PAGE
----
Remember that group you created earlier? If you were to reach out to your list of leads now with your title to say that you were the founder of the group that they are now also a member of they will perceive you as more of a peer vs. someone trying to sell them something.
3. Connecting with your potential leads directly. Offer freebies of your product.
For your LinkedIn prospects, open with a convincing message inviting them to connect with you. Mention that you feel that your connection will be beneficial to both parties. Alternatively, you can check out their profile first and find something you have in common. It could be that you went to the same university or live in the same state.
Once they’ve approved the connection, continue to engage with them. When you feel the time is right, offer them a free sample of your product or service.
4. Investing in lead-generation on Facebook
Generating any usable leads via Facebook is going to require you to spend. Fortunately, Facebook ads are half the price per click compared to Adwords. Sure, there are free services you can use on Facebook that can help you reach your target market but just like any other method, you’ll get optimum results with their paid tools.
Facebook’s paid advertising process, when done right, can generate valuable leads for you. This method identifies your target market based on everything from age bracket, gender, location, educational level, and profile interest.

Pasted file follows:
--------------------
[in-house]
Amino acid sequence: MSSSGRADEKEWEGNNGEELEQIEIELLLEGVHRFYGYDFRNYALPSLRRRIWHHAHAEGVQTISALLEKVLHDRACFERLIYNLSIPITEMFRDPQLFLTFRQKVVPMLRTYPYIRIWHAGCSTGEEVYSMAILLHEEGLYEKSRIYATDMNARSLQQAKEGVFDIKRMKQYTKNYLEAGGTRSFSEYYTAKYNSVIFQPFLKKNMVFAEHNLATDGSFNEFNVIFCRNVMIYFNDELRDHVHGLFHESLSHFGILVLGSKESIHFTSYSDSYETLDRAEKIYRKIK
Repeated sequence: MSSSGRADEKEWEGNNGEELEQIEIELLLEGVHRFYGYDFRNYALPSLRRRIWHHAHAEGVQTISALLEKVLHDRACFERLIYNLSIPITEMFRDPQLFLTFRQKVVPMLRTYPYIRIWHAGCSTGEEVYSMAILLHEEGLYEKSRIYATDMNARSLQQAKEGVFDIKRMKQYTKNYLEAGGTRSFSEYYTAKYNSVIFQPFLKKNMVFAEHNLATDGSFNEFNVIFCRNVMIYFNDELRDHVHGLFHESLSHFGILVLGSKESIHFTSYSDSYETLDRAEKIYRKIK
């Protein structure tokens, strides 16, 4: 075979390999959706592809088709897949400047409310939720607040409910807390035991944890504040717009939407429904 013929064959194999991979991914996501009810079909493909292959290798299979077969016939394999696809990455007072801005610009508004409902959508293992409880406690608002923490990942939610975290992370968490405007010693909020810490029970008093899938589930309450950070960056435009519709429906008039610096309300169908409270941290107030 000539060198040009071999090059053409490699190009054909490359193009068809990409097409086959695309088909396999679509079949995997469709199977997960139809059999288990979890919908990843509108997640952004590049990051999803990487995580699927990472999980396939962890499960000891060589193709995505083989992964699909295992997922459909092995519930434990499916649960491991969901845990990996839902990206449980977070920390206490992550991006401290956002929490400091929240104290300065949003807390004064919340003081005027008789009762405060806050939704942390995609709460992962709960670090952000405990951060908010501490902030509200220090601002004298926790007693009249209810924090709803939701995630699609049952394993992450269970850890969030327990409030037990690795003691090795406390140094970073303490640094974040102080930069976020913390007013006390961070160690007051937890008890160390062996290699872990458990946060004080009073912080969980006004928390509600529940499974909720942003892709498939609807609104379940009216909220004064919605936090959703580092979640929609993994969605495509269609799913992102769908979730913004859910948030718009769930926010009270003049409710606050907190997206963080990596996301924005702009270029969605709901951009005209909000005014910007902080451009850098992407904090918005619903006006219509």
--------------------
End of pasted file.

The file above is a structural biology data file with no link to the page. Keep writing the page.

You decide if you want to promote your products or services directly or simply create a lead generation sales and marketing funnel. Lastly, you can split test everything from your ad messages to interests and images.
5. The new player in lead-generation – Twitter
Twitter may not be the favored channel for B2B lead-generation but there’s no harm is covering every angle. Twitter now allows businesses like yours to show specific Tweets to your target audience even if they don’t follow you.
The catch? You have to pay. Consider it advertising.
And to make it interesting, Twitter urges businesses to create ads that Twitter followers will most likely favorite, comment on, and retweet by introducing a quality score.
Much like Facebook, Twitter offers target marketing. Your ad will be seen based on your specified criteria. You can reach a specific audience by choosing the “add tailored audiences” under “add interests.” Tailored audience will allow you to create a list of ideal users that you can target on Twitter. Adding that tailored audience to your campaign settings mean you can now target them with specific Tweets.
You can expect to generate substantial leads when your practice the strategies we’ve mentioned. Lead generation with social media isn’t about luck, hoping that the perfect leads will be at the right place at the precise time that you post your ads. It is about doing the research and formulating a plan based on a combination of proven tactics that will work for you and your business.
If you have anything to add or need to learn more about lead generation and social media, feel free to connect with us here.
Jason Gordon, Founder – Strong Social